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SKANEATELES | Here's a trivia question: What was the last movie shown at the Colonial Theater on East Genesee Street in Skaneateles before it closed for good in 1979?

Perhaps a hint: The title character is a major action hero of American cinema and lore.

If you ask Skaneateles Village Historian Jorge Batlle, he'll tell you it was "Superman." But, Jean Wallace, who grew up with the theater and worked there at the time it closed, maintains that it was "Rocky II." Both have photographic evidence to back up their claims.

Wallace is very adamant that she is right because she was there, yet Batlle points out that his photo even shows a "Closed" sign where a movie poster used to be. Wallace's photo shows a "Closed" sign too, but Batlle notes a newspaper article lists the last movie as "Superman."

The debate started as Batlle, Wallace and Laurie Winship, the director of the Skaneateles Historical Society Museum at the Creamery, sat down to talk about the newest item the museum has on display - the town crier figure that used to adorn each side of the theater's marquee.

Winship said the museum acquired the figure sometime after the theater closed, and Wallace said her aunt took possession of it first and displayed it in her barn before donating it to the museum upon her death.

The figure was housed in upstairs storage above the museum, but Winship said the museum was cleaning out the area when it realized there was finally space for the large artifact with the addition of the museum's connector wing.

"It just seemed like the perfect spot," Winship said of the connector wing. "We decided it was time for it to make a reappearance."

There were two such figures when the theater was open. While Batlle said the other one was scrapped and taken to the landfill, the one the museum has stood still on the east side of the marquee as its partner stood on the west with a working arm that rang a bell.

With a back-and-forth motion of her arm, Wallace mimicked the action of the town crier ringing his bell to beckon residents to the movie theater.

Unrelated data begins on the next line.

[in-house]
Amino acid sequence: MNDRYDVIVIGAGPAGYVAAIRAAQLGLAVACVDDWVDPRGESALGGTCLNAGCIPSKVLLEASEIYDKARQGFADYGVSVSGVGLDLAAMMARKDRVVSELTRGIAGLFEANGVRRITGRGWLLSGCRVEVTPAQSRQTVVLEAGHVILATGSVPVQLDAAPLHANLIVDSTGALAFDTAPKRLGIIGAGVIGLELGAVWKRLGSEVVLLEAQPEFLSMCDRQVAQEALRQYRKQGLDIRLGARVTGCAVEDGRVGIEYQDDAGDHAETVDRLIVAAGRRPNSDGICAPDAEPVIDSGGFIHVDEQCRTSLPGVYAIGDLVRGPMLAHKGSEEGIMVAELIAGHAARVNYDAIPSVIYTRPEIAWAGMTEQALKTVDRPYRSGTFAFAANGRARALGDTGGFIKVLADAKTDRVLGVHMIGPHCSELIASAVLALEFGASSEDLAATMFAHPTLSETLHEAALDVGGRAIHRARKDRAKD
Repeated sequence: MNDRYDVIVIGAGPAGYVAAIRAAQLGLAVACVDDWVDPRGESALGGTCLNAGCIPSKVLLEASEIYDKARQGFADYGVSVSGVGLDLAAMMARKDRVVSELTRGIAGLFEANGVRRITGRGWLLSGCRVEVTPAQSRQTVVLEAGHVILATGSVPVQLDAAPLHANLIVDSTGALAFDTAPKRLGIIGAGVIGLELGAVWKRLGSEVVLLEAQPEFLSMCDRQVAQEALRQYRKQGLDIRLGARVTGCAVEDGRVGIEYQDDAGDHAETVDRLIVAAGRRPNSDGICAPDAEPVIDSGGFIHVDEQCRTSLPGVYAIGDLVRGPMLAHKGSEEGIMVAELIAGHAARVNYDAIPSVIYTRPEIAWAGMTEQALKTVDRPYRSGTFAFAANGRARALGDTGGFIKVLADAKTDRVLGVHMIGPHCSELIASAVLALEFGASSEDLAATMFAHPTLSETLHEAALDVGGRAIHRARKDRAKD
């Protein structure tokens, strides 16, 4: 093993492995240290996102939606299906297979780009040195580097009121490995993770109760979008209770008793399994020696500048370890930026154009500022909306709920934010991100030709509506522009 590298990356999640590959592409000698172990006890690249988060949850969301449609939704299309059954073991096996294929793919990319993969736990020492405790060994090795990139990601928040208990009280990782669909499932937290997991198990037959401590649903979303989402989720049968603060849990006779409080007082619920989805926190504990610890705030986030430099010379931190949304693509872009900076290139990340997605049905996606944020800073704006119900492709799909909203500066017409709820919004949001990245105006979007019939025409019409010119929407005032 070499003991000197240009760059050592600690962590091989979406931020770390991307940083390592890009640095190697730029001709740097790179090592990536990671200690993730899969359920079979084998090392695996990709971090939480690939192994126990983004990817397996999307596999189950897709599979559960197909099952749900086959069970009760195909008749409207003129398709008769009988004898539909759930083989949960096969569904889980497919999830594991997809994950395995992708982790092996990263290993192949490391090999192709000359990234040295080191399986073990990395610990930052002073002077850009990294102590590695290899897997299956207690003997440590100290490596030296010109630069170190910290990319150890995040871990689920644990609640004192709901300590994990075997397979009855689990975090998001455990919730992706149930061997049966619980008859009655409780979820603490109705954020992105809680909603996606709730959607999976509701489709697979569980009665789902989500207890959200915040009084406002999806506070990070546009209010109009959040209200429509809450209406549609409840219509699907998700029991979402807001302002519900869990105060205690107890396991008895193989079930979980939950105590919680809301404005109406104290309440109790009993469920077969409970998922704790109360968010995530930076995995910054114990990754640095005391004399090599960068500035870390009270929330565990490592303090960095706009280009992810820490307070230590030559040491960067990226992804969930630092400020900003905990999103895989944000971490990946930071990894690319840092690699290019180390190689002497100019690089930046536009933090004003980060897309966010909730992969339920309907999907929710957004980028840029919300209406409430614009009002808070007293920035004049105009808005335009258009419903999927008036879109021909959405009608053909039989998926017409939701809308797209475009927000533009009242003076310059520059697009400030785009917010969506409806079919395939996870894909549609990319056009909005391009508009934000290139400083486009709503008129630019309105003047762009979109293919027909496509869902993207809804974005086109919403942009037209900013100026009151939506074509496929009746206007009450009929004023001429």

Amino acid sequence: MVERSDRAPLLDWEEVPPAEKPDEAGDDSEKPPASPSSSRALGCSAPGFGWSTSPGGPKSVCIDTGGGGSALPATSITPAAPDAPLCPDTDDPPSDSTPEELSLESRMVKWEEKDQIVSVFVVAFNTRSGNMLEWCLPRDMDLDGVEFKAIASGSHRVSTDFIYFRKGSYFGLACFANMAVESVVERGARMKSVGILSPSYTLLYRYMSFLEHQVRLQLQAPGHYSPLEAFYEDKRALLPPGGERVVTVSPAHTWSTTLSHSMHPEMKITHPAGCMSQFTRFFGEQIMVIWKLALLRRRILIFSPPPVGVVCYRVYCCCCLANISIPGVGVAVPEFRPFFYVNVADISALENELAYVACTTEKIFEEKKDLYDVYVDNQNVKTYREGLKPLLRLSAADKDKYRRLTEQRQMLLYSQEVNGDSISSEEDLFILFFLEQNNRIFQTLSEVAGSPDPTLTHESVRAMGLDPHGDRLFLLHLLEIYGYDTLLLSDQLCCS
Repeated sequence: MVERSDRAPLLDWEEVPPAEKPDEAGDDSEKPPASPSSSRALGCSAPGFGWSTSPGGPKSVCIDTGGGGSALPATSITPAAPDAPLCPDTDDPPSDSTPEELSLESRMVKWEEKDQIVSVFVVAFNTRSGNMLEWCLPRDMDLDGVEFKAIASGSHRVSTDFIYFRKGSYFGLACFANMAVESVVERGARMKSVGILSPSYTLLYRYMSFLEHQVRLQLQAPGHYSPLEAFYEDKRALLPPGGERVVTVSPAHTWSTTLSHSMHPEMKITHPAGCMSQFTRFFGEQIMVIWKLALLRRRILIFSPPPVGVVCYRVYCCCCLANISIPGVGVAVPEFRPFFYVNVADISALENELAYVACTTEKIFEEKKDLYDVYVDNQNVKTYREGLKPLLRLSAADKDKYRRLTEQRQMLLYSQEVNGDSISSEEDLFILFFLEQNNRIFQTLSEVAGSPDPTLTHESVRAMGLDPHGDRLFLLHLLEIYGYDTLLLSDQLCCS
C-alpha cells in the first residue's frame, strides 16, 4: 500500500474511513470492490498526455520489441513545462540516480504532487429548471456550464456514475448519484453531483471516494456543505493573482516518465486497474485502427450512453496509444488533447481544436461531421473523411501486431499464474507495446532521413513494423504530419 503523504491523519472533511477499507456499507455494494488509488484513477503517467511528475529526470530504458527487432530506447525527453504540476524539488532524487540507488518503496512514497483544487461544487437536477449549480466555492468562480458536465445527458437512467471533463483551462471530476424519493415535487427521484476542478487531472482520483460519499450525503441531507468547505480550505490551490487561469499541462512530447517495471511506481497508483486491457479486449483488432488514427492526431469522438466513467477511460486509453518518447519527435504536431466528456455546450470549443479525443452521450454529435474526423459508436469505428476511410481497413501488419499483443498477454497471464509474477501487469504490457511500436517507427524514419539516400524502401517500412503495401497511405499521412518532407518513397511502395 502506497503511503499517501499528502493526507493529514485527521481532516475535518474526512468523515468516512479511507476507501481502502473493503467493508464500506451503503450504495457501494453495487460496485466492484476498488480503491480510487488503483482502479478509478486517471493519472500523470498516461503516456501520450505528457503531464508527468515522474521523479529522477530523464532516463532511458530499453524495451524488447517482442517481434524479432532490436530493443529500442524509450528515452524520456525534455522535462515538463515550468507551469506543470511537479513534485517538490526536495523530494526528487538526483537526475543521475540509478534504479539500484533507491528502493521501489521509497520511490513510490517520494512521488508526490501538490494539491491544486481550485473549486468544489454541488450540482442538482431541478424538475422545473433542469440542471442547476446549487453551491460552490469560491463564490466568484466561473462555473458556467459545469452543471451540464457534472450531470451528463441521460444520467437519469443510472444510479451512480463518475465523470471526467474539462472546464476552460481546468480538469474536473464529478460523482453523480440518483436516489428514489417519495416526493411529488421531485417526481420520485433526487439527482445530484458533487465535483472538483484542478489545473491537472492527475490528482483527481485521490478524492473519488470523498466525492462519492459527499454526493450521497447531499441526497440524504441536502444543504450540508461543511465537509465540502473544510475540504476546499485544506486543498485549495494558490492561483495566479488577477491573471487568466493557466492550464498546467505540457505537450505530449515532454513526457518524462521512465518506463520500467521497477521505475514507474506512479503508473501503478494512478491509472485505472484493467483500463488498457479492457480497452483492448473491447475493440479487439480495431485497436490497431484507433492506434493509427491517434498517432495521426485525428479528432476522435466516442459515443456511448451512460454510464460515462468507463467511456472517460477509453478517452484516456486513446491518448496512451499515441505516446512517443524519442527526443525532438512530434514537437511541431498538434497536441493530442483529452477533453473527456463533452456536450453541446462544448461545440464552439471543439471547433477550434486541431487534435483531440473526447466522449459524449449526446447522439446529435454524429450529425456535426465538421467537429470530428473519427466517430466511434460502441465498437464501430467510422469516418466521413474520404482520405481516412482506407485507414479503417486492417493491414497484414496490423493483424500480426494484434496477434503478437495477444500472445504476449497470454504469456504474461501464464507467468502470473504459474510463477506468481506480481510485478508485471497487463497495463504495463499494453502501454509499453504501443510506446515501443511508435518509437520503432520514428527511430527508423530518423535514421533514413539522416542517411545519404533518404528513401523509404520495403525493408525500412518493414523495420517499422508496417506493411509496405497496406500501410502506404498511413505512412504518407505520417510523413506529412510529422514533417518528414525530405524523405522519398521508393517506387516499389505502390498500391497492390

"There was one on each side, right against the building," Wallace said of the figures. "I vaguely remember the bell working."

Winship said she has considered having West Lake Conservators take a look at the figure and preserve it - not conserve it, which Batlle said would restore its appearance but diminish its worth, but preserve it to maintain its condition as a viable historical artifact.

"It's in remarkably good shape," Winship said of the town crier that stands across from the Sarah Kuse boat also on display near the museum’s entrance door.

The building known as Legg Hall, where the theater was located, opened sometime in the 1800s, but it wasn't until 1915 that a theater was established there.

And it wasn't even until 1940 - when Reuben Canter bought the building from Charles Huxford - that the theater started to show exclusively movies, after the previous incarnative shows a mix of silent films and live shows.

"By that time, we had talkies," Wallace said, remarking that her late father attended some of the live shows hosted at the previous theater. "They had vaudeville there. ... He could remember going there and seeing plays."

Canter "bought the whole block," Wallace said, and owned the building from where present-day Arisocats is located all the way down to Thayer Park. The theater was upstairs, while the lower level contained a variety of businesses - a doctor, a liquor store, an insurance agent among them.

As well as the Skaneateles theater, Wallace said Canter owned some other theaters around central and western New York - Marcellus, Baldwinsville, Bath, Monetto and a few others.